The combination of a sedentary lifestyle and excess energy intake has led to an increased prevalence of obesity which constitutes a major risk factor for several co-morbidities including type 2 diabetes and cardiovascular diseases. Intensive research during the last two decades has revealed that a characteristic feature of obesity linking it to insulin resistance is the presence of chronic low-grade inflammation being indicative of activation of the innate immune system. Recent evidence suggests that activation of the innate immune system in the course of obesity is mediated by metabolic signals, such as free fatty acids (FFAs), being elevated in many obese subjects, through activation of pattern recognition receptors thereby leading to stimulation of critical inflammatory signaling cascades, like IκBα kinase/nuclear factor-κB (IKK/NF- κB), endoplasmic reticulum (ER) stress-induced unfolded protein response (UPR) and NOD-like receptor P3 (NLRP3) inflammasome pathway, that interfere with insulin signaling. Exercise is one of the main prescribed interventions in obesity management improving insulin sensitivity and reducing obesity- induced chronic inflammation. This review summarizes current knowledge of the cellular recognition mechanisms for FFAs, the inflammatory signaling pathways triggered by excess FFAs in obesity and the counteractive effects of both acute and chronic exercise on obesity-induced activation of inflammatory signaling pathways. A deeper understanding of the effects of exercise on inflammatory signaling pathways in obesity is useful to optimize preventive and therapeutic strategies to combat the increasing incidence of obesity and its comorbidities. Copyright © 2015 International Society of Exercise and Immunology. All rights reserved.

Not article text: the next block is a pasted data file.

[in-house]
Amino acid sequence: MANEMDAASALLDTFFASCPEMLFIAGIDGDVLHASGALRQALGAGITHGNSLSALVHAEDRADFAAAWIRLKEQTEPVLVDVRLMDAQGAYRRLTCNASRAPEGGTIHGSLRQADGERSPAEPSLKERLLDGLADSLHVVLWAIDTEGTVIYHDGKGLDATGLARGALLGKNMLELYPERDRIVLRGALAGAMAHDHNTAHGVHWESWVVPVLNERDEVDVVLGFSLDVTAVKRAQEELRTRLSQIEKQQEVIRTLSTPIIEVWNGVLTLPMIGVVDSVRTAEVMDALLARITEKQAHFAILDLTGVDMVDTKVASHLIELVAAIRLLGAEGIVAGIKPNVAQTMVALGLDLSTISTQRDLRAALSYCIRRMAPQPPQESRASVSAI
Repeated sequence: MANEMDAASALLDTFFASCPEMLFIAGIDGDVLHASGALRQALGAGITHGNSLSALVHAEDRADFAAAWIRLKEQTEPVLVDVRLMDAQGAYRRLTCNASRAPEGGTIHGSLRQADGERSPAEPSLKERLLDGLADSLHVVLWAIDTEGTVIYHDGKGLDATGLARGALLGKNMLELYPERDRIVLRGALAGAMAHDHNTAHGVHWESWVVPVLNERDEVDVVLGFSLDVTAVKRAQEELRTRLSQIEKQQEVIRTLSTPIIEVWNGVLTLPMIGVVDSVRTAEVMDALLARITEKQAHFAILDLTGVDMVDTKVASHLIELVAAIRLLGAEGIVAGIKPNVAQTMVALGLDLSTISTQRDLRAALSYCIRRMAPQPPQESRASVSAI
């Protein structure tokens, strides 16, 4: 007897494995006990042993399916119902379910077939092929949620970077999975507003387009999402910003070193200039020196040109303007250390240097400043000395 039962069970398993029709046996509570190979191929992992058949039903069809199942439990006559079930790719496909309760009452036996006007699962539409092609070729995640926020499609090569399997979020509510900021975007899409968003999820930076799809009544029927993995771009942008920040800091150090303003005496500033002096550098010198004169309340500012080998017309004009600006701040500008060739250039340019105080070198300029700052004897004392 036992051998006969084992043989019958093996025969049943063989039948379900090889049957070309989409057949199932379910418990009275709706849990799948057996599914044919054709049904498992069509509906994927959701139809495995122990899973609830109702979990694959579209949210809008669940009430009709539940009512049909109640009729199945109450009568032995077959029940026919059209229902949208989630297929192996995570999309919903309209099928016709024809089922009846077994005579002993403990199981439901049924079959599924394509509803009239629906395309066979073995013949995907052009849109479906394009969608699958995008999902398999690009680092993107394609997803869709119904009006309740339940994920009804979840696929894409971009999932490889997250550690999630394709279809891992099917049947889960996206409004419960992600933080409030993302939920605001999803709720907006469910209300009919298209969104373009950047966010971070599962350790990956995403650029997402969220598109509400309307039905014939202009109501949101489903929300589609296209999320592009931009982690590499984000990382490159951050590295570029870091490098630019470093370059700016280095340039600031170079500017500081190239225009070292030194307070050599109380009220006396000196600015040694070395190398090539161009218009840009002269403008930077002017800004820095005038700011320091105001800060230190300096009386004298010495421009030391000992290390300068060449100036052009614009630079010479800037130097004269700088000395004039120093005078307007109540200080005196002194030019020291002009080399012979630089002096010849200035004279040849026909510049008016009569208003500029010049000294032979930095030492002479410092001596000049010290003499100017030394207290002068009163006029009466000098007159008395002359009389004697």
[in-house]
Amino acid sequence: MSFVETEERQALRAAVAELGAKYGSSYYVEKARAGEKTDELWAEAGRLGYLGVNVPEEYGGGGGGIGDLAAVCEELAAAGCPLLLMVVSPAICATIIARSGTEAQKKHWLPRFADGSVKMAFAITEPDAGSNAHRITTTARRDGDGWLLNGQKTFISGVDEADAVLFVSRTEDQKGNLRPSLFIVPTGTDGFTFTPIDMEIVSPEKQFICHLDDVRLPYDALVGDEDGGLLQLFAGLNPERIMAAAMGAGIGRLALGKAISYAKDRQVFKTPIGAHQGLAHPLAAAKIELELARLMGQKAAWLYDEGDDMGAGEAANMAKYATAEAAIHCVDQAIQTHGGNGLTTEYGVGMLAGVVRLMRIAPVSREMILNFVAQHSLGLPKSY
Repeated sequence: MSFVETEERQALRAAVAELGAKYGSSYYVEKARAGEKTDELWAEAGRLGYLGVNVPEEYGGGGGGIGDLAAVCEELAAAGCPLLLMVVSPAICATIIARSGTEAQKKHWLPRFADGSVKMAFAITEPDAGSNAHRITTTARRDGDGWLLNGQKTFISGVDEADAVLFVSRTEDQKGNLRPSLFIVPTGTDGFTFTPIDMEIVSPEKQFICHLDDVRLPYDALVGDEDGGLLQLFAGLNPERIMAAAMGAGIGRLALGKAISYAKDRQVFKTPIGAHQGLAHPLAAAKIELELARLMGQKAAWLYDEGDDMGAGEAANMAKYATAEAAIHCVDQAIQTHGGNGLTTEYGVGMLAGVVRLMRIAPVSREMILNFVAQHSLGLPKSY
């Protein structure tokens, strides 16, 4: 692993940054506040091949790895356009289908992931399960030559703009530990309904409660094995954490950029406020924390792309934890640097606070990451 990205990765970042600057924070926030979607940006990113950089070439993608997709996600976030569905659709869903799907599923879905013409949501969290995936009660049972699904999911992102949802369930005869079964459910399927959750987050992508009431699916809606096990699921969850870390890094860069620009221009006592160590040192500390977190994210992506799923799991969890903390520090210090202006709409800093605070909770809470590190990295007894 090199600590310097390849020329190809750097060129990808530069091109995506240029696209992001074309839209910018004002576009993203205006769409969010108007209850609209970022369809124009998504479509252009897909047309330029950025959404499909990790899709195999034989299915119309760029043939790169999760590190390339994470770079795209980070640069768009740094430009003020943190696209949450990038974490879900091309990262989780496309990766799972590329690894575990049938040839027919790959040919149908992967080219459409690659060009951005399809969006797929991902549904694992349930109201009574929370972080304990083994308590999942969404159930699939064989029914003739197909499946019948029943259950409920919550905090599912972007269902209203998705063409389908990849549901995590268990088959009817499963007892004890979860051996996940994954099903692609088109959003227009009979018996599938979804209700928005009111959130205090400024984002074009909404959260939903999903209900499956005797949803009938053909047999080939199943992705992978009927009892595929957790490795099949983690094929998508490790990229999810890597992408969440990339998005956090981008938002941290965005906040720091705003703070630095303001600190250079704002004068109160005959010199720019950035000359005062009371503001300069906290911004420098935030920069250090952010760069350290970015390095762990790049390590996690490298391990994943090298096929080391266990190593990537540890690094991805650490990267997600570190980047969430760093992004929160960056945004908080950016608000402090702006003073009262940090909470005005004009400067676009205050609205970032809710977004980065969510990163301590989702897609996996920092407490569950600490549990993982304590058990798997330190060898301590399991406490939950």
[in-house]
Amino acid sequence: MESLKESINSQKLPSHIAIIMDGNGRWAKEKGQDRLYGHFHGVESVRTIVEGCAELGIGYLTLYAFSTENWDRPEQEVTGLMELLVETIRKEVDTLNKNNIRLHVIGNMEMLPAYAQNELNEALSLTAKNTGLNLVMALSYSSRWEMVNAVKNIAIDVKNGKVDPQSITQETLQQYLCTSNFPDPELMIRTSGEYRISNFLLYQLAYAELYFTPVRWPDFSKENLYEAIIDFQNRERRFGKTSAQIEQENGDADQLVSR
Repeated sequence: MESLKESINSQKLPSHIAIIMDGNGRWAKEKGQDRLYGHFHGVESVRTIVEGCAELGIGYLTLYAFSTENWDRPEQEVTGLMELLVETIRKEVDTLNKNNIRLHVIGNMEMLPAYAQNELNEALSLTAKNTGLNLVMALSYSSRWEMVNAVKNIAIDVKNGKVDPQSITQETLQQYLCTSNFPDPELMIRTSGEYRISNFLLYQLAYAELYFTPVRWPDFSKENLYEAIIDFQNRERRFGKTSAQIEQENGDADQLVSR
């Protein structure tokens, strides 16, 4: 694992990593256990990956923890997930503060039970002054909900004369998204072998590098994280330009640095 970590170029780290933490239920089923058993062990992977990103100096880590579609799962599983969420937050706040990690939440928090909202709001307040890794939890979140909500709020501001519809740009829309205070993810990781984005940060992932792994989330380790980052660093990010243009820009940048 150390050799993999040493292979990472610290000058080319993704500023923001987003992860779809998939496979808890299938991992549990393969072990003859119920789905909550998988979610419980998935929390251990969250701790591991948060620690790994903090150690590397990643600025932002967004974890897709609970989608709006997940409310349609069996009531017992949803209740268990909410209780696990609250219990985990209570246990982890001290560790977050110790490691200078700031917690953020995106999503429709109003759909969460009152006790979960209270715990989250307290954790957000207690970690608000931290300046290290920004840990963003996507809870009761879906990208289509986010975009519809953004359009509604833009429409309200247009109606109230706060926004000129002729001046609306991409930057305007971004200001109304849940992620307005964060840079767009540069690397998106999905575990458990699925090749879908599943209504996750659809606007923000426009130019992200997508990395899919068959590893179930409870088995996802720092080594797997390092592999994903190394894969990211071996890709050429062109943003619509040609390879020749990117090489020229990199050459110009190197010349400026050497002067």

4. Reconstruction of Micropattern Detector Signals using Convolutional Neural Networks

    Science.gov (United States)

    Flekova, L.; Schott, M.

    2017-10-01

    Micropattern gaseous detector (MPGD) technologies, such as GEMs or MicroMegas, are particularly suitable for precision tracking and triggering in high rate environments. Given their relatively low production costs, MPGDs are an exemplary candidate for the next generation of particle detectors. Having acknowledged these advantages, both the ATLAS and CMS collaborations at the LHC are exploiting these new technologies for their detector upgrade programs in the coming years. When MPGDs are utilized for triggering purposes, the measured signals need to be precisely reconstructed within less than 200 ns, which can be achieved by the usage of FPGAs. In this work, we present a novel approach to identify reconstructed signals, their timing and the corresponding spatial position on the detector. In particular, we study the effect of noise and dead readout strips on the reconstruction performance. Our approach leverages the potential of convolutional neural network (CNNs), which have recently manifested an outstanding performance in a range of modeling tasks. The proposed neural network architecture of our CNN is designed simply enough, so that it can be modeled directly by an FPGA and thus provide precise information on reconstructed signals already in trigger level.